I do so love cheese. After making my own mozzarella, I have been bitten by the cheese bug. And now, the adventure continues.
This time it’s homemade chèvre. It actually is even EASIER than making the mozzarella, but it takes far longer. I love goat cheese; I really only discovered it about 2 or 3 years ago.. and I have Amanda to thank for that one.
I set out to make this and blog about it on Sunday, and learned again one of those lessons that you always know but often forget to practice.
Always read the WHOLE recipe before starting it. Always!
The process is very simple, but it takes 18-30 hours. Don’t let this scare you – all but about 5 minutes of this time you’re just letting the cheese do it’s thing. But yeah, this one doesn’t quite fit into a Sunday afternoon.
|ESTIMATED CALORIC INFO|
|Serving Size||1 ounce|
|Calories from Protein||25%|
|Calories from Fat||70%|
|Calories from Carbs||5%|
You will only need a few ingredients…
- 1 gallon of goat milk (raw or pasteurized but not ultra pasteurized)
- cheese salt
- chèvre direct set culture or liquid rennet
- butter muslin/cheese cloth
The first thing to do is pasteurize the milk if it is raw. This is easy.. pour all the milk into a large stock pot, and heat just over 145 degrees F. Maintain this temperature for 30 minutes. That’s it. Pasteurized. Done.
I can’t believe Louis Pasteur actually managed to get such a simple process named after himself. Well done, Louis. Well done.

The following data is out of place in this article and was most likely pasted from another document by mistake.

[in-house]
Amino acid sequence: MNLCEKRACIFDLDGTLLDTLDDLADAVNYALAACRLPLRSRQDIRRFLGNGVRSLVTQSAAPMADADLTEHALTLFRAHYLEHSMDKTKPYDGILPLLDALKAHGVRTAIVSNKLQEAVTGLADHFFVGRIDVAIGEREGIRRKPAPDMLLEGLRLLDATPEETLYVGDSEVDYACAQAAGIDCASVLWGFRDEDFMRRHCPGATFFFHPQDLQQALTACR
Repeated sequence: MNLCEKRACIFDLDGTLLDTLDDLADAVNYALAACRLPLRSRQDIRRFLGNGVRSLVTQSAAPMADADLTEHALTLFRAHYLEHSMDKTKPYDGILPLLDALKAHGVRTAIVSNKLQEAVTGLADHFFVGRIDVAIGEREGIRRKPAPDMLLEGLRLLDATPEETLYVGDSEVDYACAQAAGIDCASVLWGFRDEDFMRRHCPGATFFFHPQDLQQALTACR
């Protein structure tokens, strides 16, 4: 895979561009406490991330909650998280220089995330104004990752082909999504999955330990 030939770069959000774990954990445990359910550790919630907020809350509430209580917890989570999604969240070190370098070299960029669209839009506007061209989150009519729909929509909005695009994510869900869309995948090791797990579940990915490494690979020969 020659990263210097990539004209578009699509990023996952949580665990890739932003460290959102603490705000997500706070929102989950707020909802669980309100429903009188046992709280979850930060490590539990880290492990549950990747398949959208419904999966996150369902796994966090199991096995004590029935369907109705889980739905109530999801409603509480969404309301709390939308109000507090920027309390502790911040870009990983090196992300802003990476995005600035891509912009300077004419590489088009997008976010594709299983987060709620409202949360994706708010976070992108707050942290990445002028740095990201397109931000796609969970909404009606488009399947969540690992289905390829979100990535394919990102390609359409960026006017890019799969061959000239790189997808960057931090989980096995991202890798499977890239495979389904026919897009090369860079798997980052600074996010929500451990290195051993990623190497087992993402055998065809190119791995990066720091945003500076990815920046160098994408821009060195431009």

What about the first guy to bring beer down below a certain temperature for a period of time before consuming? He never got a ‘process’ named after himself. Unless his name was Roberto Refrigerate. Re-frig-eh-rah-tay. Hmm, now I’m curious…
OKAY so back to the milk. You will find this recipe allows for many such daydream moments. Happens to the best of us.
If you are using liquid rennet, put 2 tsp of it into a small bowl with 1/4 c cold water. Set aside.
Once the milk has been pasteurized, let it cool back down to about 85 degrees F. At this point, add either the liquid rennet and water mix, or the direct set packet to the milk and stir with an up and down motion for 30 seconds.
Now… put a lid on it. Take the stock pot off the burner.
For the next 12-24 hours, do something that doesn’t involve the goat’s milk at all. I recommend:
Especially after all this EXHAUSTING work stirring some milk and then putting something into it.
After 12-24 hours (give or take a minute or two), the curd should be pretty firm and the whey has separated (the whey is a clear liquid, the curd a more substantial white color). Touch the top of it lightly with your fingers to confirm. Set a colander in the sink and line it with butter muslin, then gently ladle the curds into the colander.
Cover up the top with the rest of the muslin so it is somewhat sealed off.
Now, leave it alone again for another 6-12 hours while it drains. During this time I recommend:
- Sleeping again
- Going to work (avoid if possible)
- Free time!*
*(Free time can be spent on an activity of your choosing)
Guess what. That’s pretty much it.
The longer you wait during this last period, the harder the cheese will get. If you let it drain for closer to 12 hours, it will be more crumbly.
Take the goat cheese out of the colander and put it in a bowl.
Once it’s in a bowl, mix it up with a generous amount of salt – feel free to taste as you add it, this is your final product. I usually use about 1 tablespoon worth of salt.
This is so yummy. You can also add fresh herbs here, or maybe some almonds or dried fruits.
Yield should be about 2 pounds. It will keep in the fridge about two weeks.
Milk – $12
Rennet – >$1.00 per batch
Total cost – $13
Goat cheese runs me about $5 for 4 oz at my market. That’s $20 a pound. This process yields twice that. And it even tastes better. And it frankly couldn’t possibly be easier.
So according to the internet, refrigerate comes from the Latin ‘frigus’ which means cold. So Roberto has never gotten the credit he deserves. A shame, truly.